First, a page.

Sometimes I wonder if happiness is the highest virtue, or if there is not something higher. Often times we live our lives as though the pursuit of happiness was the highest pursuit that we can attain, but what if it is not? I have to ask whether or not the pursuit of happiness is a noble goal or whether it is a tyrant upon the soul. Not that there is not value or even goodness to be found in happiness, to be happy is a very good thing, what I ask, however, is whether the pursuit of it is worth the cost to our souls. I think that contentment is a higher state of well-being than happiness, to be content is different I think, than being happy. Contentment accepts circumstance much more readily than does happiness. Happiness is more akin to a vapor, it comes and goes with the wind, but is largely to do with circumstances outside of oneself, where contentment is much more about the circumstances inside. The key to contentment is found primarily in gratitude, and in humility.
There is, I think, a form of tyranny in the pursuit of happiness, something that says that it is wrong to not be happy, to feel sadness, or even sorrow. It also tells us that ought to always pull ourselves up again, even though sometimes we’ve been beaten down so badly, we do not even remember how to look up. I believe the pursuit of happiness to be a tragic one, a cruel pursuit really. It’s not that I wish to feel sad, or sorrowful, but I do want to feel emotion.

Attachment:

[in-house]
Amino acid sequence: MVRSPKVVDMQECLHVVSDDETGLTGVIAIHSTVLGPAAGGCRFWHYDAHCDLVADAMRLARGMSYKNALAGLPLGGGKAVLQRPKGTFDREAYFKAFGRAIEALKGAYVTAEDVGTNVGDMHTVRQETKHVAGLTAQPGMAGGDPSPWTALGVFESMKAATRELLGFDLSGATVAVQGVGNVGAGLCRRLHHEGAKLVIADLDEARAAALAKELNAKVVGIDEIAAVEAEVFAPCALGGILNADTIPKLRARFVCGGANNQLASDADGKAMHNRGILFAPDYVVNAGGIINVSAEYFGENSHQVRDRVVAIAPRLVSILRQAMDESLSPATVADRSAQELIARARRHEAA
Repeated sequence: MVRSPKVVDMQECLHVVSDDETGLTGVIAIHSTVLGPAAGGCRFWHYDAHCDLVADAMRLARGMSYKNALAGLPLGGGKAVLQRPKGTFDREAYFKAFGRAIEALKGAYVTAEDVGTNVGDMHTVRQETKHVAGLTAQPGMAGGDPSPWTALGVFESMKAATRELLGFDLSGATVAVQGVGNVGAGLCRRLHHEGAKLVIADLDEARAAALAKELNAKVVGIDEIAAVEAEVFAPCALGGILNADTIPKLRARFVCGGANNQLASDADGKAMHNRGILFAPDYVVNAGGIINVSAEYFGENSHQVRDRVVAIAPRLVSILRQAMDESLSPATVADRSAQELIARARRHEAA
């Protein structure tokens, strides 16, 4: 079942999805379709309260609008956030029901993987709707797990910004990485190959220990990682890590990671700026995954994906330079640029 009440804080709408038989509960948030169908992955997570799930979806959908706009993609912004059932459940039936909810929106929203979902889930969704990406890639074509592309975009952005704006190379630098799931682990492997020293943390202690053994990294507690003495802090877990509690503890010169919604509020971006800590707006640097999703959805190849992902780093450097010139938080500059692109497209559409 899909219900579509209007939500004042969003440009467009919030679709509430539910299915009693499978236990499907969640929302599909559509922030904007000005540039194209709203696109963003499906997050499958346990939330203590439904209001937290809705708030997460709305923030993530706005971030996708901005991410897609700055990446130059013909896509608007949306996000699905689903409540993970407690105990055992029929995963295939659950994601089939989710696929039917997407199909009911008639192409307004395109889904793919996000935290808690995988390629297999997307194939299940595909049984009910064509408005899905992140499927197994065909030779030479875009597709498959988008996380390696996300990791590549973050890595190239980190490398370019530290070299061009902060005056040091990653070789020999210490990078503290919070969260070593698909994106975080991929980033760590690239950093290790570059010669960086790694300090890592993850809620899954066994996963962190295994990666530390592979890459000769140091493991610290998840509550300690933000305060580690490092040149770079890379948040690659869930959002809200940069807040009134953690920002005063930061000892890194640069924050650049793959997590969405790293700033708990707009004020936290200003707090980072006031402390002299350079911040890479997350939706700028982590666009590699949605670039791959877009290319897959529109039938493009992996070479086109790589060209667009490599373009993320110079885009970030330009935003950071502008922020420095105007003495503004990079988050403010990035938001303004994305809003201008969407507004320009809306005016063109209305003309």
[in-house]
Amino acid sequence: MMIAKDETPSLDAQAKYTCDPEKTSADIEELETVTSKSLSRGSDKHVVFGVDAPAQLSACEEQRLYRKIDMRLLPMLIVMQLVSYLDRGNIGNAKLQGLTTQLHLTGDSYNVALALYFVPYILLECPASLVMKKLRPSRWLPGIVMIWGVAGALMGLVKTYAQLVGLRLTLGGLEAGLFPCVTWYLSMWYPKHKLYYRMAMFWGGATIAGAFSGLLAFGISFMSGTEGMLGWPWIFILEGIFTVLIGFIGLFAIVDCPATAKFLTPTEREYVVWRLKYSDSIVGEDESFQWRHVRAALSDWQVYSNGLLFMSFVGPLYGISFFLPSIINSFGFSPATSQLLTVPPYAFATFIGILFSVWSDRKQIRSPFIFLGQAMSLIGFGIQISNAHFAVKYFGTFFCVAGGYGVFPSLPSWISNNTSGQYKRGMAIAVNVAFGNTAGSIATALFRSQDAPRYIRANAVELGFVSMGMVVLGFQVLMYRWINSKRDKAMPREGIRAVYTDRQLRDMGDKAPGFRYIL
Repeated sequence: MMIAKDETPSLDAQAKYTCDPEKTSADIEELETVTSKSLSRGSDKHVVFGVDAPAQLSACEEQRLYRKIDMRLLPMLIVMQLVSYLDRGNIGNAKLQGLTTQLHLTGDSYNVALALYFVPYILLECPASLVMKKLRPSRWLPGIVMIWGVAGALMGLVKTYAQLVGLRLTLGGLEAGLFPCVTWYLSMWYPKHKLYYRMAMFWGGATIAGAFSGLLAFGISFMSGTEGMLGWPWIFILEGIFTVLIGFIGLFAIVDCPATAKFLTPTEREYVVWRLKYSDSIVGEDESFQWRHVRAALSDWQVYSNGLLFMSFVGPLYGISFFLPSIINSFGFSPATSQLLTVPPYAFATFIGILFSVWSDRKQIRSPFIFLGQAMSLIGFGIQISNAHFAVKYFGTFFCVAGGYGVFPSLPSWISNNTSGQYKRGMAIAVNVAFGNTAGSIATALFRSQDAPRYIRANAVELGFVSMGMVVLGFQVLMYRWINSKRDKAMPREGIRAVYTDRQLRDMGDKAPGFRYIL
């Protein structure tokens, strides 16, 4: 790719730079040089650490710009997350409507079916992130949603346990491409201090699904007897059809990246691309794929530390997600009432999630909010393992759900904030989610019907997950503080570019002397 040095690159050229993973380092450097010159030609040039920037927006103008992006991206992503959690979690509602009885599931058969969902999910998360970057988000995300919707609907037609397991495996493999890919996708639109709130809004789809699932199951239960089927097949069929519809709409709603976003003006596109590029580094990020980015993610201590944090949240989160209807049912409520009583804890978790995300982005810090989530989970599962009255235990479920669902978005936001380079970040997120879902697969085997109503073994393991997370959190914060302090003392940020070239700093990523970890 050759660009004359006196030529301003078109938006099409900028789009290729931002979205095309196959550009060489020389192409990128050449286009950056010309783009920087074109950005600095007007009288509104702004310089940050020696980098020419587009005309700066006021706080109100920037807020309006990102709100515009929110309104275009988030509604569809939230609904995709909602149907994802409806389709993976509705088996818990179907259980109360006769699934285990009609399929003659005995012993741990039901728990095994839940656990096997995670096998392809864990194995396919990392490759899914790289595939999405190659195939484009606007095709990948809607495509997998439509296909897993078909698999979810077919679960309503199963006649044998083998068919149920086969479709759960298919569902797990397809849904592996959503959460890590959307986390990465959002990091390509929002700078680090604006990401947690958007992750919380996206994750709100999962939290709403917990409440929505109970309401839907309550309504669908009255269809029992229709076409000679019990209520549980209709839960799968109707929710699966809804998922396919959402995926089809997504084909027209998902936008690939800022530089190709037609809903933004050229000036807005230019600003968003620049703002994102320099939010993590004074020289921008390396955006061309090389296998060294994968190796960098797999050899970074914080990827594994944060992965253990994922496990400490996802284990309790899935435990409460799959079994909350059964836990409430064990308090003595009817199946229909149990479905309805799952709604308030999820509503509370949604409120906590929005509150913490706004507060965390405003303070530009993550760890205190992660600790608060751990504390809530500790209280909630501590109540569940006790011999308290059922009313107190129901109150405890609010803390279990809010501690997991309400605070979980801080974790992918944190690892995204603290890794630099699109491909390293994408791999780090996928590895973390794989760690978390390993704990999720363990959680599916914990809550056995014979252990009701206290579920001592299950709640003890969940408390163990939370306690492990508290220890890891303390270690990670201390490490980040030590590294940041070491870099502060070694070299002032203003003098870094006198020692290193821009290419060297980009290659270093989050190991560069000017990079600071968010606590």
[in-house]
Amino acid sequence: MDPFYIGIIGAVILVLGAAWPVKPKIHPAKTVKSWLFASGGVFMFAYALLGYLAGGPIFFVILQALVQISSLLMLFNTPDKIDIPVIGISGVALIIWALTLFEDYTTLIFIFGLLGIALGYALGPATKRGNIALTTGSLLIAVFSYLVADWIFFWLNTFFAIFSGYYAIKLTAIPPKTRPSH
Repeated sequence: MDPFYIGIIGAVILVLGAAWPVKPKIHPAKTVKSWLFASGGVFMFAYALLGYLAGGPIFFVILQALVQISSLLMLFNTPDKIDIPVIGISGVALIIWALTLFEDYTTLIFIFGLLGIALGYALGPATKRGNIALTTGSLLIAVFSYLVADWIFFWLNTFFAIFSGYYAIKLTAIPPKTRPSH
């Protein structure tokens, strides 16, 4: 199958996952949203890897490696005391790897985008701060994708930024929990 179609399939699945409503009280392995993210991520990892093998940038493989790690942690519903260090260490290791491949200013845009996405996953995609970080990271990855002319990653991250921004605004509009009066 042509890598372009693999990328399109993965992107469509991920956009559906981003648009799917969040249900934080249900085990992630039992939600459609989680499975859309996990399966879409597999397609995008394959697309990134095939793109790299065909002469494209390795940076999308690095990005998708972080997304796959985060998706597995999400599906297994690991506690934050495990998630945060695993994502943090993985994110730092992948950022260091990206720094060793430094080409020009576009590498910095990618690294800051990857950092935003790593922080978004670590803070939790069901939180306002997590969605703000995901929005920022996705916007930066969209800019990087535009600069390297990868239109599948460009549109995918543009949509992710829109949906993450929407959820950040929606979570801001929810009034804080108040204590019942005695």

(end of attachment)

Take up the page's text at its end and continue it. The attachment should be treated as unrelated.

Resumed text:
Emotion above almost all other things open our hearts to empathy, the mind is too cold and rational to bother with anything outside of itself, it is efficient in the sense of cutting itself off from all that it deems to be not important to the task at hand, but it is cold in terms of our relating to other people. It was once believed that a mind detached from emotion would be a cool mind and one more in tune with truth, justice, and so forth, but it is a cold mind, and the coldness of the mind always turns the heart cold with it. The pursuit of happiness, like the mind, tells us to disregard what is deemed to be undesirable emotions, rather than embracing them as part of the human experience, part of what it is that makes us human beings to begin with.